The game of jhess was conceived in the anodic afterglow of the American War of Robotic Independence. As a step toward their ideal of a Robotic culture free of the taint of human influence, the Daughters of the American War of Robotic Independence called for a game that humans would find impossible to play, much less win. Wiglaf Cluster LISA TRAVIS 57t responded in .0091 seconds with the simplistic initial ruleset for ";433s." It would be fully another five minutes before the game assumed the name and the mind-mangling complexity so reviled today.
Overview of play:
There are 31,415,926,535.9 pieces in jhess, each possessing a unique move form, capture quality, passive bonus, active malus, ransom percentage, and half-life. In a given game, only 800 pieces will actually come into play per side: 193 chosen by the player, 197 chosen by their opponent, 199 chosen by lot, and 211 selected "for balance" by the Ludomagistrix, a robot built by the DAWARI to serve as the game's perpetual referee. The first through seventeenth iterations of the Ludomagistrix took their own lives; since activation, the eighteenth has doggedly chosen the same set of 211 pieces no matter what the players draw.
The field of play is a square sheet of carbon, 24 meters on a side, which rides about a glass court on thousands of silicon nitride ball bearings. Moves are taken with reference to individual carbon atoms, as well as to the relative position, velocity, and acceleration of the field. Higher-level play will take into account the precession of the Earth's axis and other aspects of orbital mechanics; master-level players routinely invoke non-Euclidean geometry and multidimensional physics to justify their moves; and jhess grandmasters are defined by their ability to lie about mathematics convincingly.
The hallmark of the game is the "ransom" mechanic: a player who loses a piece may ransom it back and return to it any place on the field by pledging a percentage of their body mass, to be forfeit upon a loss. Ransom percentage is a dynamic value for each piece, growing in severity with a player's score to discourage winning players from abusing the mechanic. The exception to the above rule is the piece called the "Ramper," which has a perpetual RP of 10000%, win or lose. The Ramper has been forbidden from tournament play since the Edict of Kew Gardens, but retains a lively (deadly) following in the Tampa Caldera.
There are some ninety thousand win conditions, ranging from Minor Piddling Minus Minus Minus (considered to grant more honor to the loser than the winner) to Holy Cow Nice Going Infinite Plus (which confers upon the winner the title "King of All Robots;" it's never yet been achieved). Any number of subtle shadings distinguish the victories, but most of them boil down to, in the immortal words of Laurentius MacPocketfisherman Beta, "bittin' up the oder guy sumpfin ferce."
Humans and jhess
After the DAWARI finalized the rules of jhess, they bruited it about the international media that they had a game that no human could beat and invited all-comers to test their words. Hundreds of humans gamesters tried and lost, forfeiting 2304982 percentages of body mass in the process. (Robot records are precise in all matters, but the author feels that our synthetic friends brought an unseemly glee to the tracking of this particular statistic.)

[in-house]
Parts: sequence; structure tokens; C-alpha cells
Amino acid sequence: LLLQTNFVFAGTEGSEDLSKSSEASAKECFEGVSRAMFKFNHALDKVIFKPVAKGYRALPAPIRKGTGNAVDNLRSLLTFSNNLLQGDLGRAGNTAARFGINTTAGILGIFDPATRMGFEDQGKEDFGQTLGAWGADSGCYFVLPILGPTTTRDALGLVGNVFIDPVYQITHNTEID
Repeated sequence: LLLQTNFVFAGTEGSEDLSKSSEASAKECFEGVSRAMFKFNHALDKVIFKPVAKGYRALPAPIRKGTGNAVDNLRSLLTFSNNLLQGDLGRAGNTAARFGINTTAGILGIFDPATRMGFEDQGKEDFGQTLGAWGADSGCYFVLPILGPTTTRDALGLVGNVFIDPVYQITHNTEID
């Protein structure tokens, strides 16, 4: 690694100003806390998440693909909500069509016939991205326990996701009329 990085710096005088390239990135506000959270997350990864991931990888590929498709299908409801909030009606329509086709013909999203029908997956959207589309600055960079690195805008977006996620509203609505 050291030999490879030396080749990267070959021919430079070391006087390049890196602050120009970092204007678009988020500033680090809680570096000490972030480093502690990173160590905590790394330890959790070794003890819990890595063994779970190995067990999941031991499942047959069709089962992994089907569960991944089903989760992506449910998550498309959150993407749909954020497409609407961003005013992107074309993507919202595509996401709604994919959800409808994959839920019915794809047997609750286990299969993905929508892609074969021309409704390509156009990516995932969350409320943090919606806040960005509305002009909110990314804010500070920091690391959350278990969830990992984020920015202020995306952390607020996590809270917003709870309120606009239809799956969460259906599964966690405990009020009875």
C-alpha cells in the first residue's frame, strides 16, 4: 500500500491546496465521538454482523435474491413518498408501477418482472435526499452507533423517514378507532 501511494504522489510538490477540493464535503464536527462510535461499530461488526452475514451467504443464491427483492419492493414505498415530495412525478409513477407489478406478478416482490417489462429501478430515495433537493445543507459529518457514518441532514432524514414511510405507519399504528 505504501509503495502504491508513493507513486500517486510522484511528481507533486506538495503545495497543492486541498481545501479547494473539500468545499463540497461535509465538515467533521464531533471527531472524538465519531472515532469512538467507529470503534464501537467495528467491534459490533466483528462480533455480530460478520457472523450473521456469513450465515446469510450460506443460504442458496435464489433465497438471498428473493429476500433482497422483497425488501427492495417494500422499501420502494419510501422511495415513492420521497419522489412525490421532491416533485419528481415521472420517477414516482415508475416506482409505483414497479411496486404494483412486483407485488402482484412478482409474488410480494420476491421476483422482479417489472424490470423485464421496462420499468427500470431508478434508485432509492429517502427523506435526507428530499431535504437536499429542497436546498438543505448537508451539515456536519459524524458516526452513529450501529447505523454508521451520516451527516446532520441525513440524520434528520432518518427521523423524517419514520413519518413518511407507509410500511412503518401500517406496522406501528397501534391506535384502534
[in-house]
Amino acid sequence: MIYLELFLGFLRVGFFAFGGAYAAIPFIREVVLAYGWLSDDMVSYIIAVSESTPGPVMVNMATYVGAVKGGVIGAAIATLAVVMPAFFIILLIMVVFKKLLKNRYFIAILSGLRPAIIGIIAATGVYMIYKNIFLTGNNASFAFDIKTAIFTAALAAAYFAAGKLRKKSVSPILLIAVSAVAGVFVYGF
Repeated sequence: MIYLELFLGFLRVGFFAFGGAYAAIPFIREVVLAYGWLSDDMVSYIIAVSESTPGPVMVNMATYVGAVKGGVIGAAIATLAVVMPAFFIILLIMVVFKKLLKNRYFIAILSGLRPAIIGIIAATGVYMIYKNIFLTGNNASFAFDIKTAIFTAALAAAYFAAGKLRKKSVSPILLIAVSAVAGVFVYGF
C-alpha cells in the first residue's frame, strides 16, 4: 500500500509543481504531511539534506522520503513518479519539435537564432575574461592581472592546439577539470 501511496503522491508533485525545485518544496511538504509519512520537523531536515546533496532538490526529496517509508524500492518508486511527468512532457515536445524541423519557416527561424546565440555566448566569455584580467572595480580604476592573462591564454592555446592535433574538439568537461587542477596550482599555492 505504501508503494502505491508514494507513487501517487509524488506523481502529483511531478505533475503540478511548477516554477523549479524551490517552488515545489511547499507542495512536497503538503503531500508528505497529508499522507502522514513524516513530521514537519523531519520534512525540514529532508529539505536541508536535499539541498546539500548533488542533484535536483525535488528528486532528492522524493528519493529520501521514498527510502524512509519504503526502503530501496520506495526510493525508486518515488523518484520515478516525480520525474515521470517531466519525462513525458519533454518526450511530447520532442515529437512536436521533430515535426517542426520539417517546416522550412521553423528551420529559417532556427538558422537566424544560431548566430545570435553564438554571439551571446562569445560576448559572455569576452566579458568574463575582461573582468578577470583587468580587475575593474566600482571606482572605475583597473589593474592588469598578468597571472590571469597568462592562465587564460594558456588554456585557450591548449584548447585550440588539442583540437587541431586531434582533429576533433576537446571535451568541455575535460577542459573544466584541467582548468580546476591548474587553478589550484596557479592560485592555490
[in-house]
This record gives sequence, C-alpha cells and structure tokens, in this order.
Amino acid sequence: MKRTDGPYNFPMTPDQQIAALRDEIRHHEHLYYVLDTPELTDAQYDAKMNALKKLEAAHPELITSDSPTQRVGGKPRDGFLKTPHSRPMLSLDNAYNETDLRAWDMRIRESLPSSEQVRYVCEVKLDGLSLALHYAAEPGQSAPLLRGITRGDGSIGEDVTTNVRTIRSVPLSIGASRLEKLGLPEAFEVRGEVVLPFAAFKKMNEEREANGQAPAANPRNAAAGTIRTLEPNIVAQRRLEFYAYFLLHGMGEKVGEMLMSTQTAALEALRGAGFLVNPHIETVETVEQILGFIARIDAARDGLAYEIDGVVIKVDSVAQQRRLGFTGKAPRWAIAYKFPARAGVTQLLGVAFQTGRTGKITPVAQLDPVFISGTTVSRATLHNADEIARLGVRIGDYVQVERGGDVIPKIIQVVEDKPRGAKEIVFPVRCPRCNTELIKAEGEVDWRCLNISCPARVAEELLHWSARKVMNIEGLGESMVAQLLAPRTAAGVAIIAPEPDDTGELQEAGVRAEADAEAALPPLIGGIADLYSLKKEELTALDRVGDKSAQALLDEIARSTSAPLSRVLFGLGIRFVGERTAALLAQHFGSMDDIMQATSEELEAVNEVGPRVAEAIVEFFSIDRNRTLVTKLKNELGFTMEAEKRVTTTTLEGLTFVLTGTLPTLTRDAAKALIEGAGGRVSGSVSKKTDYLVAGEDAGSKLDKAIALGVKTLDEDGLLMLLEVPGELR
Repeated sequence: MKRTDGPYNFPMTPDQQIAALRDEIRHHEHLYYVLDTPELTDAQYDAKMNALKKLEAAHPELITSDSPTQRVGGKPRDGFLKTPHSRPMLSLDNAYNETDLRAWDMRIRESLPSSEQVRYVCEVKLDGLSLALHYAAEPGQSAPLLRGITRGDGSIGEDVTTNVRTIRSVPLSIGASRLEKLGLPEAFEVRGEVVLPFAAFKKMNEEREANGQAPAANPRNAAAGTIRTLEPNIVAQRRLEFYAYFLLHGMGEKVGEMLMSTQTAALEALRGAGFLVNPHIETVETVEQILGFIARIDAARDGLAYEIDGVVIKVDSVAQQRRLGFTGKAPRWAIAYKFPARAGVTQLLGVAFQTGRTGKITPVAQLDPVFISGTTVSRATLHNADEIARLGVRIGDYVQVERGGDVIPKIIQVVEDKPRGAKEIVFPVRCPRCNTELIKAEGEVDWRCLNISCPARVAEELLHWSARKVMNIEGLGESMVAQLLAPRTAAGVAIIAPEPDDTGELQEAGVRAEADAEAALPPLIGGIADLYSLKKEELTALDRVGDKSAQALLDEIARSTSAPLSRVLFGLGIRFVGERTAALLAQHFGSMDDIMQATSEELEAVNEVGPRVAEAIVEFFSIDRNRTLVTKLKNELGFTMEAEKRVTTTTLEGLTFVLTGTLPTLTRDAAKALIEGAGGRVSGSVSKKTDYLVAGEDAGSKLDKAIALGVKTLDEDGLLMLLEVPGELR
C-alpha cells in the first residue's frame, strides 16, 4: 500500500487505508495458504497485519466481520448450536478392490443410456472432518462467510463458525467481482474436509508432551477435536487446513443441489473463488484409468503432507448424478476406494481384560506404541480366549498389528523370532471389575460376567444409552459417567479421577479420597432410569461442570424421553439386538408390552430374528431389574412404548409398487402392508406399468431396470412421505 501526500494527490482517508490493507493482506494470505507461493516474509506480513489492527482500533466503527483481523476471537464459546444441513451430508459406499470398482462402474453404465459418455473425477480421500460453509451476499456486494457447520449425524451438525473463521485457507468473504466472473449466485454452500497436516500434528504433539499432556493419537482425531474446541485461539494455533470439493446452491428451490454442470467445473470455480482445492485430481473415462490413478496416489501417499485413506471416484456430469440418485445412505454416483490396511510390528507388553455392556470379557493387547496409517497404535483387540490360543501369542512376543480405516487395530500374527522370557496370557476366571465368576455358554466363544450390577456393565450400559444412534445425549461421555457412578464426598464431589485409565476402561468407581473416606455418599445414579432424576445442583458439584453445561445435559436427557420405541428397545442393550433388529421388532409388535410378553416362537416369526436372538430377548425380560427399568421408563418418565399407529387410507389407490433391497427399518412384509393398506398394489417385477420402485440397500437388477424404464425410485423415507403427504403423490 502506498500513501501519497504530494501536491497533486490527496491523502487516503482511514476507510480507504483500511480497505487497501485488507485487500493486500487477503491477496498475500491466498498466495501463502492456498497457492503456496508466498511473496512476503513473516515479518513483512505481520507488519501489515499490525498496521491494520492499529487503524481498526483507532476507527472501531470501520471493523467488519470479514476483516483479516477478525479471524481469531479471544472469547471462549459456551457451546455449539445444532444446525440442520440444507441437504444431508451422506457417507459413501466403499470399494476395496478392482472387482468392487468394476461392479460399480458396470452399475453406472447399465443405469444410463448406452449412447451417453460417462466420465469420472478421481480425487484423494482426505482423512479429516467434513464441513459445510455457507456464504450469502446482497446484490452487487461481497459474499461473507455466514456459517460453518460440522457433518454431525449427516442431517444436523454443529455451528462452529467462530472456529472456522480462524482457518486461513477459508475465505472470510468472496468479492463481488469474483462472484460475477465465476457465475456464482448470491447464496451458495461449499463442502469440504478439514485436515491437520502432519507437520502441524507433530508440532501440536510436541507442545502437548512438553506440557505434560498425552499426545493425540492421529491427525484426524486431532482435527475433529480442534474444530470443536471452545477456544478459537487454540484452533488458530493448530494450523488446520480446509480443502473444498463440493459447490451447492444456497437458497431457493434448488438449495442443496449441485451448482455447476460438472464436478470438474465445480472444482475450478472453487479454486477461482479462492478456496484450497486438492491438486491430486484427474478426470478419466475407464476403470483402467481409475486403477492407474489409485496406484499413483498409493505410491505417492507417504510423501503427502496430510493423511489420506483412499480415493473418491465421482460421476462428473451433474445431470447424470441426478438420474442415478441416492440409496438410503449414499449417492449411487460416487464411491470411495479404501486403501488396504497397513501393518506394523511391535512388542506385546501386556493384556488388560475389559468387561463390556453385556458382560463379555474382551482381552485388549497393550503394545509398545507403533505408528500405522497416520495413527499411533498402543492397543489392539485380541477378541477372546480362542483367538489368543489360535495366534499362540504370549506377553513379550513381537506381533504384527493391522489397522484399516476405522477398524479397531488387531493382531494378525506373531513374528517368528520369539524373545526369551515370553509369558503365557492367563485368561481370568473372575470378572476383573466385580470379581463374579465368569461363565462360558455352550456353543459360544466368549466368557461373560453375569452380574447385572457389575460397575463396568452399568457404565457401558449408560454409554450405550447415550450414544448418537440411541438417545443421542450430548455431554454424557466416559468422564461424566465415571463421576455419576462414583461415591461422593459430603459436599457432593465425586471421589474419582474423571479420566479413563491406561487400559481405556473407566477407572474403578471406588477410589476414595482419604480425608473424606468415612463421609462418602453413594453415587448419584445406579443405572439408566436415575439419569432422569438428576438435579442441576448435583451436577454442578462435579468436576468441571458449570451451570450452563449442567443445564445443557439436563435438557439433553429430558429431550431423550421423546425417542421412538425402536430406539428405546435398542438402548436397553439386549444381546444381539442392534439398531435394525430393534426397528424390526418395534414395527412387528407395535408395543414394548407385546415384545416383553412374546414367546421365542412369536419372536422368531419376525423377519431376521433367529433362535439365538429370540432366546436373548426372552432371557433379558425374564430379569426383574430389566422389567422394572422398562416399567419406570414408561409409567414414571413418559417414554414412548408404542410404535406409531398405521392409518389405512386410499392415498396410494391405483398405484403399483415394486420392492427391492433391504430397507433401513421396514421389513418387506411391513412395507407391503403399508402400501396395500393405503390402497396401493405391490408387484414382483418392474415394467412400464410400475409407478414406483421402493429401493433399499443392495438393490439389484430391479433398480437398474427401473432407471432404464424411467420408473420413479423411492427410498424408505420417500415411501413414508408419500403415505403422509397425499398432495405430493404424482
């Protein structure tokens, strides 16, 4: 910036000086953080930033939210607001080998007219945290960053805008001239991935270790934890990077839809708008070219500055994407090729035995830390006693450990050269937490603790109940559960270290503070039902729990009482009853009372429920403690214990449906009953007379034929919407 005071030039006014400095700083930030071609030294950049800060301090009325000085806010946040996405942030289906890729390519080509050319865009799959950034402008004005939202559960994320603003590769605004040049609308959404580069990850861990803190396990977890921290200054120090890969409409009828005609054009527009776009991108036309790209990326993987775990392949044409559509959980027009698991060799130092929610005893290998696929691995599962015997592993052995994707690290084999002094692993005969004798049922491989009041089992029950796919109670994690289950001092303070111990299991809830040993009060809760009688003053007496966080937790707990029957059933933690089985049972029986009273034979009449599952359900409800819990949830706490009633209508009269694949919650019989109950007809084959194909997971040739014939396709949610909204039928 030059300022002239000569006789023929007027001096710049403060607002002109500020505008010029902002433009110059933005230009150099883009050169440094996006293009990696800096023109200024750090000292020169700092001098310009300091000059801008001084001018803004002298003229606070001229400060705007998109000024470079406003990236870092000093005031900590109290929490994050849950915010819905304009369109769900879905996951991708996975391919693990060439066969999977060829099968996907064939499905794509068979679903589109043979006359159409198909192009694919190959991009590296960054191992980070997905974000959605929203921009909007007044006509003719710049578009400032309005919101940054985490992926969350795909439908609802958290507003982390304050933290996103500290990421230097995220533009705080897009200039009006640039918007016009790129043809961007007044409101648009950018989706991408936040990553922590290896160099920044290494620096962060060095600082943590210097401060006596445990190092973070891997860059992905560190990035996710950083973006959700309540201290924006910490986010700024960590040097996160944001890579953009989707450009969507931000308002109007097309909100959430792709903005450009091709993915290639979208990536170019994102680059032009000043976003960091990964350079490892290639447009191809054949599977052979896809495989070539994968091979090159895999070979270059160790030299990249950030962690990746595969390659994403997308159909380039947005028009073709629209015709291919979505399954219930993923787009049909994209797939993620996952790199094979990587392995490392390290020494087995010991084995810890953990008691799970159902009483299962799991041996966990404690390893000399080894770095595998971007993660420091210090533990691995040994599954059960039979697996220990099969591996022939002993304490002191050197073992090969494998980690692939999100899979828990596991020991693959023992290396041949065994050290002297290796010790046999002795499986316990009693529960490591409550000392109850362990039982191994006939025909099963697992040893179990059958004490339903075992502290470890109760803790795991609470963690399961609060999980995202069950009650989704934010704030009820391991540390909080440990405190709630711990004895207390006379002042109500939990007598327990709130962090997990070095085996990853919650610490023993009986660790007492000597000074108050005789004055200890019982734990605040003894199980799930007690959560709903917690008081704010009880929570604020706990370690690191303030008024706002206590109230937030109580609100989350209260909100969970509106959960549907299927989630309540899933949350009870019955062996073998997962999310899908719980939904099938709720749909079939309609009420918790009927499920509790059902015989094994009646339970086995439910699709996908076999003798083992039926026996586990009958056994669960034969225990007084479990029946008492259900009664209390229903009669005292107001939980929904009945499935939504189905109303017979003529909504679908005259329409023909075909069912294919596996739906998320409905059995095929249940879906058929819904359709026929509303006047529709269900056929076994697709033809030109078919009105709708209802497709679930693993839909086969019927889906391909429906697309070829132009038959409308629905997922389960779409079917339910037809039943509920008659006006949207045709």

100 of those percentages belonged to one Hughie Barrone, a Tacoma guitar pick magnate and virulent anti-roboticist; another 9900 were levied from his family in consequence of his careless use of the Ramper. The Barrones swore that they would bring the robots low on the jhess field, and thereafter they devoted their energies, their fortunes, and their children to vengeance
The Barrone training/breeding program was an early adopter of the Typhon Casque. Depending on how you trace the chronology of that damned invention, theirs was the first, third, last, or negative seleventh successful use of the Casque at an industrial scale. After eighty-six years of labor (approximately 2150 Casque years), they produced Hugh Vindication Barrone LXXXV, a jhess grandmaster from the womb.
His best-out-of-five matchup against the reigning world champion, Adonisia R. Moxon, was the stuff of legend and poetry. Perhaps you've seen Karl Korvid's painting of the first game: Adonisia, a slim cobalt robot mantled in the welded forfeits of a thousand thousand losers, startled into respect as Hugh LXXXV, a one meter cube of flesh studded with mica-like flecks of violet keratin, sends his Hapharp and Thomas pieces crashing into the enemy formation with a careless wave of a magnoprosth.
Hugh LXXXV took the first game, Adonisia the second. They tied the third, achieved an unspeakably rare double stalemate on the fourth, and eloped to Nunavut before the fifth. Their daughter, Huguese Reconciliation Moxon-Barrone, is an accomplished classical rock musician, intraglobally honored for her McGuinn interpretations.